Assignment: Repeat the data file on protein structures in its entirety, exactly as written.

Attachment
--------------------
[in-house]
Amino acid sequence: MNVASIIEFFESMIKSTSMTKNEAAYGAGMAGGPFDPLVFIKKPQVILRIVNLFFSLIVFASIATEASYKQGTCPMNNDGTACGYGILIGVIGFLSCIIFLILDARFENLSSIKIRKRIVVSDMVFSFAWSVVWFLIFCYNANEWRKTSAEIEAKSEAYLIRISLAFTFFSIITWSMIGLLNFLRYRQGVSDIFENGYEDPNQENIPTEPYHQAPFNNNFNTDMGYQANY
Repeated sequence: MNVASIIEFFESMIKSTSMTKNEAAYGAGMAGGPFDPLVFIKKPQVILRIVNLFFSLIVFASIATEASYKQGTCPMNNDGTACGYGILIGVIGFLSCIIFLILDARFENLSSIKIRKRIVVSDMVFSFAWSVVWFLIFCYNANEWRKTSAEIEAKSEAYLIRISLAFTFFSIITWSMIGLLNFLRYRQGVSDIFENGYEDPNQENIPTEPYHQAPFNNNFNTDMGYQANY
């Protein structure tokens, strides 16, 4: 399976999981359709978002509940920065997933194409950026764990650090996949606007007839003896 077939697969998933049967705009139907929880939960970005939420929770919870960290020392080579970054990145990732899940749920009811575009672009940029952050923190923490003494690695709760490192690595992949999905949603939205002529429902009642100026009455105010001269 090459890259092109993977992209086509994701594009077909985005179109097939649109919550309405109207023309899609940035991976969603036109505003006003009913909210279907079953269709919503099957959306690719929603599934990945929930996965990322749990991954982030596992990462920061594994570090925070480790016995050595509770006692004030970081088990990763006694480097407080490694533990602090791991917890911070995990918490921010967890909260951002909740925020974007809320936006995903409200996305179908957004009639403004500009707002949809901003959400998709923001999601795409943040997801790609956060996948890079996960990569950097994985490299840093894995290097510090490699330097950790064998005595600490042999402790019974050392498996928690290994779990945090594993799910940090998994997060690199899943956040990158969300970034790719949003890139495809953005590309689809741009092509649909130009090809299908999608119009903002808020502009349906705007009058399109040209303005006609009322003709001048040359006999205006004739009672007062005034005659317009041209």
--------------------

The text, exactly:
[in-house]
Amino acid sequence: MNVASIIEFFESMIKSTSMTKNEAAYGAGMAGGPFDPLVFIKKPQVILRIVNLFFSLIVFASIATEASYKQGTCPMNNDGTACGYGILIGVIGFLSCIIFLILDARFENLSSIKIRKRIVVSDMVFSFAWSVVWFLIFCYNANEWRKTSAEIEAKSEAYLIRISLAFTFFSIITWSMIGLLNFLRYRQGVSDIFENGYEDPNQENIPTEPYHQAPFNNNFNTDMGYQANY
Repeated sequence: MNVASIIEFFESMIKSTSMTKNEAAYGAGMAGGPFDPLVFIKKPQVILRIVNLFFSLIVFASIATEASYKQGTCPMNNDGTACGYGILIGVIGFLSCIIFLILDARFENLSSIKIRKRIVVSDMVFSFAWSVVWFLIFCYNANEWRKTSAEIEAKSEAYLIRISLAFTFFSIITWSMIGLLNFLRYRQGVSDIFENGYEDPNQENIPTEPYHQAPFNNNFNTDMGYQANY
């Protein structure tokens, strides 16, 4: 399976999981359709978002509940920065997933194409950026764990650090996949606007007839003896 077939697969998933049967705009139907929880939960970005939420929770919870960290020392080579970054990145990732899940749920009811575009672009940029952050923190923490003494690695709760490192690595992949999905949603939205002529429902009642100026009455105010001269 090459890259092109993977992209086509994701594009077909985005179109097939649109919550309405109207023309899609940035991976969603036109505003006003009913909210279907079953269709919503099957959306690719929603599934990945929930996965990322749990991954982030596992990462920061594994570090925070480790016995050595509770006692004030970081088990990763006694480097407080490694533990602090791991917890911070995990918490921010967890909260951002909740925020974007809320936006995903409200996305179908957004009639403004500009707002949809901003959400998709923001999601795409943040997801790609956060996948890079996960990569950097994985490299840093894995290097510090490699330097950790064998005595600490042999402790019974050392498996928690290994779990945090594993799910940090998994997060690199899943956040990158969300970034790719949003890139495809953005590309689809741009092509649909130009090809299908999608119009903002808020502009349906705007009058399109040209303005006609009322003709001048040359006999205006004739009672007062005034005659317009041209």